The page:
Pidgin logo.pidgin

Pidgin is a multi-protocol messaging client that handles a large number of instant messaging protocols: AIM, Bonjour, Gadu-Gadu, Google Talk, Groupwise, ICQ, IRC, MSN, MySpaceIM, QQ, SILC, SIMPLE, Sametime, XMPP, Yahoo!, Zephy. I can really only claim to have used the MSN and IRC protocols but the reason for turning to Pidgin was to allow me to communicate with my family members on MSN without having to endure advertisement hell. Pidgin supports away messages, typing indications and file transfer between clients.

Firebug firebug

If you are anything more than the most casual of Firefox users or if you create any kind of HTML content or even if you are simply interested in the structure of the HTML page that you are viewing in Firefox you should be interested in the Firebug extension to Firefox. Firebug integrates with Firefox to enable rich examination of a web page structure including:

  1. an interactive and graphical identification of the effect of individual sections of HTML on the resulting display going from both HTML to display and from display to HTML.
  2. an indication of the CSS rules, and the order in which they have been applied, that determine the final appearance of a screen element.
  3. the ability to change elements of the CSS or HTML source and immediately see the resulting effect on the display.

Firebug was written by one of the original Firefox developers and the slickness of the integration is evident. If I could only keep one Firefox extension it would be Firebug.


Its difficult to get to excited about a file archive tool, especially one that performs well is unobtrusive and just gets the job done. 7Zip is just that kind of tool, integrating well with the Windows explorer shell context menus but providing more functionality and better performance than the native Windows archiver (Compressed folders). When writing an archive, 7z, ZIP, GZIP, BZIP2 and TAR target formats are available and when reading an archive any of RAR, CAB, ISO, ARJ, LZH, CHM, MSI, WIM, Z, CPIO, RPM, DEB and NSIS formats are available. 7Zip can optionally apply AES-256 encryption when creating 7z and ZIP format archives.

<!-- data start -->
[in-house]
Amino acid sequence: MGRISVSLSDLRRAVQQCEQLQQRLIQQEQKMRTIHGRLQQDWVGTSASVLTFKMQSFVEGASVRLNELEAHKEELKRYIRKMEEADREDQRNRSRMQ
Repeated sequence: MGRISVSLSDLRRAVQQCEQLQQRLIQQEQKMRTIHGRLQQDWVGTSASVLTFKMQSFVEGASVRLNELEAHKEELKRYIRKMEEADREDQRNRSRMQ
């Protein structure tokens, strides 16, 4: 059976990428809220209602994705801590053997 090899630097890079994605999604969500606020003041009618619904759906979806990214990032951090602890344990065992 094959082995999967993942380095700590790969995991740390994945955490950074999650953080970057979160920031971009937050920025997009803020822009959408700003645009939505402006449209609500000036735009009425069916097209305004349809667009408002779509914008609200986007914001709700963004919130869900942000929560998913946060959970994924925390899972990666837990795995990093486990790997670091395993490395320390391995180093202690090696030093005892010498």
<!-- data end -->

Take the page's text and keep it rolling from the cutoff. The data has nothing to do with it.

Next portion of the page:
Gimp, the GNU Image Manipulation Program, is as close as you will get to a tool like Photoshop or Paint Shop Pro without spending a lot of money. For most of the image related tasks that I need to perform it is overkill (by a long shot too) but if you are prepared to put some time into learning the basic techniques some impressive results can be obtained. There are quite a lot of helpful web sites within reach of Google that contain hints, tips and tutorials for those who make the effort. Also take a look at paint.net, a relative newcomer but receiving a lot of praise.


JungleDisk is a tool that puts a user-friendly front-end on top of Amazon’s S3 Storage Service. S3 enables inexpensive off-site storage of files up to 5GB in size to an unlimited capacity. Storage costs are of the order of $0.18 / month per GB with data transfer rates of between $0.10 and $0.20 per GB. JungleDisk itself is not free (in spite of my claim in the title of this post), it costs $20, but can be used on as many PCs as you like with the same Amazon S3 account. I include it here because compared to the cost and worry of on-site storage the combined cost of JungleDisk and Amazon S3 is effectively free, at least as far as I am concerned. JungleDisk can perform on-the-fly encryption of data as it travels from the PC to S3 and decryption on its return journey, it can make the S3 storage appear as a mapped local drive and it can perform scheduled backups from the PC to S3.

Launchy launchy_icon